Edmunds Answers



  • jkugler 02/02/09 5:58 pm PST

    That depends on how your gonna drive it, even if you beat on it if you maintain it, it will last you a long time, you may have to change o2 sensor, exhaust, brakes etc. but make sure you get it checked out befor you buy. Good Luck

  • MrShift@Edmunds 02/02/09 6:36 pm PST

    Most cars are pretty worn out at 175,000 and even at that mileage, some components will fail. So if you figured 100K of reasonably good use, that seems realistic and within the statistical range. Of course, accidents, theft, etc. may shorten this.

    You should plan on starting to spend money for "expendables" on this car (brakes, shocks, tires, belts, hoses, muffler, 02 sensor, etc.) around 80K and up.

  • zaken1 02/02/09 7:55 pm PST

    A few items you'll also need to consider are the automatic transmission (if you get one) or the clutch (if you get a stick shift). If you consider buying a car with an automatic, first check the color of the fluid on the transmission dipstick. If the fluid is brown or smells burned at 40-50K miles; I would not buy that particular car; as the transmission probably will fail before long. If it is a stick shift; the clutch should begin to engage while the pedal is still close to the floor. If the pedal has to come a long way up before the car begins to move; the clutch will probably need replacement soon.

    I would also remove the radiator cap, and check the color and level of the coolant. The coolant should have been changed by this time; so it should be clean, and the radiator completely filled. If the coolant is dirty, or looks like plain water, or the level is low; you can expect premature probems with the radiator and cooling system.

    Also remove the oil filler cap, and look at the underside of that cap; if it is coated with gray sludge, then there either may be a head gasket leak, or the car has had mostly short trip use which did not warm the engine up enough to boil the moisture out of the oil. Either of those situations will lead to shortened engine life.

    The brake fluid should also have been changed by this time. If it has; the fluid in the master cylinder will look clean. If it has never been changed in 6-7 years; the brake fluid will look dirty. And that could create premature problems with the brake hydraulic system.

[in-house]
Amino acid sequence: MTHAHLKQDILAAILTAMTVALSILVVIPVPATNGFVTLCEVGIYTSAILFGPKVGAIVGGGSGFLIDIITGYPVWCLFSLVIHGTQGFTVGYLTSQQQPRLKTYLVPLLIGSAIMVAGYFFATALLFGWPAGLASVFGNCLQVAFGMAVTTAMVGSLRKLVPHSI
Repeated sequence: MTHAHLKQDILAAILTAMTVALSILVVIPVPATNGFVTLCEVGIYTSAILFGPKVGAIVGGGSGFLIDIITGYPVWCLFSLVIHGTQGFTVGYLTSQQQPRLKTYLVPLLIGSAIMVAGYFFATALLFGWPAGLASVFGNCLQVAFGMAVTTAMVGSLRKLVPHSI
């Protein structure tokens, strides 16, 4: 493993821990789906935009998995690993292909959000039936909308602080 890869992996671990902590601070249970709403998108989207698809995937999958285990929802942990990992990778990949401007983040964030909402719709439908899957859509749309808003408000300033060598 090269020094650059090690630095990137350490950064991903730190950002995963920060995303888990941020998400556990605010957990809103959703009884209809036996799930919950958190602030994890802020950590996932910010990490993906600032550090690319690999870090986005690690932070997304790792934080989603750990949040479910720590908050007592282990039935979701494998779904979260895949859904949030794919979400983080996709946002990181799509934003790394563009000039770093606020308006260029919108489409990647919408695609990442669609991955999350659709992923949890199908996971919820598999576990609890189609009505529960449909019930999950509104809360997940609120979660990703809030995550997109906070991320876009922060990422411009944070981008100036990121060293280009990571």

The 40-50K miles in 6-7 years that you listed is about half the national average (of 12,000 miles per year). Such low mileage is more likely to be found in a car that just was driven around town; which is the worst kind of driving for an engine. I would much prefer to buy a car that age, which had been driven on longer trips, was properly maintained, and had 70,000 miles on it. I would expect the mechanicals to last a longer number of total miles on such a car. And if you find a car that is being sold by the original owner, and you ask and find that they used the same brand of oil at every oil change since the car was new; I would strongly favor that car. Mixing brands of oil is a sure way to shorten engine life. And that is why I would go to great lengths to find such a car; and I would continue using the same brand and weight of oil, for as long as I owned the car. (I say this, after buying my current car at 58,000 miles, when it was 2 years old. I've continued using the same oil as the original owner; and the car now still runs great, and the engine has never needed mechanical work; at 275,000 miles!!!)

  • kencottongim 02/02/09 8:22 pm PST

    The 4.6 is a tough motor if its well maintained. You can get another 75-100,000.

  • mxk1 11/07/11 1:11 pm PST

    I am the original owner of a 96 Mustang GT 4.6L convertible with 190K miles. It has been driven mostly highway miles and garaged during the winter (with occasional 10 min starts and movements to avoid tires flattening). I had the oil changed every 3000 miles (probably too frequently) at Jiffy Lube, switching to thicker extended mileage oil per JL suggestion at 125K miles, along with essentially all other JL-suggested frequency maintenance performed. It has had little engine-related issues, and seems to be running ok at the moment. I am also wondering at what mileage point I would have to address a major repair issue, such as tranny, etc. My main concern is that someday I may be on some rural side road (not unusual) and have a breakdown, which may be a challenge to get assistance. while I have seen estimates of up to 300k mileage attainable with continued good maintenance, I am starting to get nervous.

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